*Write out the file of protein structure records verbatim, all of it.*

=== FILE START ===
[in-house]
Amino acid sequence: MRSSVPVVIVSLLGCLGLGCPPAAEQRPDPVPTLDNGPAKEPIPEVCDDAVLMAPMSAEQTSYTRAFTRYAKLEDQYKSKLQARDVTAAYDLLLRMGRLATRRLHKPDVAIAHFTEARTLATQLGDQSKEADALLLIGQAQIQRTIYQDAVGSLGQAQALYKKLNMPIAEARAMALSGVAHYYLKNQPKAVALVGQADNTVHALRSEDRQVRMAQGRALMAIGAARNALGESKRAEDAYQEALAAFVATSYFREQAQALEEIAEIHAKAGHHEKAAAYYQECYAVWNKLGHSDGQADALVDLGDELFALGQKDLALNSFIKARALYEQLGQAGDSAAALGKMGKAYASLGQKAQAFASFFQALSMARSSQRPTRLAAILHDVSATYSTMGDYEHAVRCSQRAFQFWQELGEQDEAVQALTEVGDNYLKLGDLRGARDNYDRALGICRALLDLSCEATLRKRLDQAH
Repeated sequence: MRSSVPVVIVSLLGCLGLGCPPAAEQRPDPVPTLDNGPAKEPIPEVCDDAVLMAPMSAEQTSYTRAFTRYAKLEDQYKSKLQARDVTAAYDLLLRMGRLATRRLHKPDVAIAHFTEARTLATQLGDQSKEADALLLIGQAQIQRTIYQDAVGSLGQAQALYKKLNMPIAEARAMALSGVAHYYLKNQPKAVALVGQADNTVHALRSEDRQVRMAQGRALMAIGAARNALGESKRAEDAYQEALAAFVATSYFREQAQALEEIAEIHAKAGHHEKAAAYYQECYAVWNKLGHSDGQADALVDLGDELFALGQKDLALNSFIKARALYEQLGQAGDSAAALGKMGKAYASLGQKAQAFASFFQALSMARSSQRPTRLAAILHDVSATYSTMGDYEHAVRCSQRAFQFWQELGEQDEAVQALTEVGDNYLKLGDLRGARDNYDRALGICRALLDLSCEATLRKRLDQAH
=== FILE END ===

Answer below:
[in-house]
Amino acid sequence: MRSSVPVVIVSLLGCLGLGCPPAAEQRPDPVPTLDNGPAKEPIPEVCDDAVLMAPMSAEQTSYTRAFTRYAKLEDQYKSKLQARDVTAAYDLLLRMGRLATRRLHKPDVAIAHFTEARTLATQLGDQSKEADALLLIGQAQIQRTIYQDAVGSLGQAQALYKKLNMPIAEARAMALSGVAHYYLKNQPKAVALVGQADNTVHALRSEDRQVRMAQGRALMAIGAARNALGESKRAEDAYQEALAAFVATSYFREQAQALEEIAEIHAKAGHHEKAAAYYQECYAVWNKLGHSDGQADALVDLGDELFALGQKDLALNSFIKARALYEQLGQAGDSAAALGKMGKAYASLGQKAQAFASFFQALSMARSSQRPTRLAAILHDVSATYSTMGDYEHAVRCSQRAFQFWQELGEQDEAVQALTEVGDNYLKLGDLRGARDNYDRALGICRALLDLSCEATLRKRLDQAH
Repeated sequence: MRSSVPVVIVSLLGCLGLGCPPAAEQRPDPVPTLDNGPAKEPIPEVCDDAVLMAPMSAEQTSYTRAFTRYAKLEDQYKSKLQARDVTAAYDLLLRMGRLATRRLHKPDVAIAHFTEARTLATQLGDQSKEADALLLIGQAQIQRTIYQDAVGSLGQAQALYKKLNMPIAEARAMALSGVAHYYLKNQPKAVALVGQADNTVHALRSEDRQVRMAQGRALMAIGAARNALGESKRAEDAYQEALAAFVATSYFREQAQALEEIAEIHAKAGHHEKAAAYYQECYAVWNKLGHSDGQADALVDLGDELFALGQKDLALNSFIKARALYEQLGQAGDSAAALGKMGKAYASLGQKAQAFASFFQALSMARSSQRPTRLAAILHDVSATYSTMGDYEHAVRCSQRAFQFWQELGEQDEAVQALTEVGDNYLKLGDLRGARDNYDRALGICRALLDLSCEATLRKRLDQAH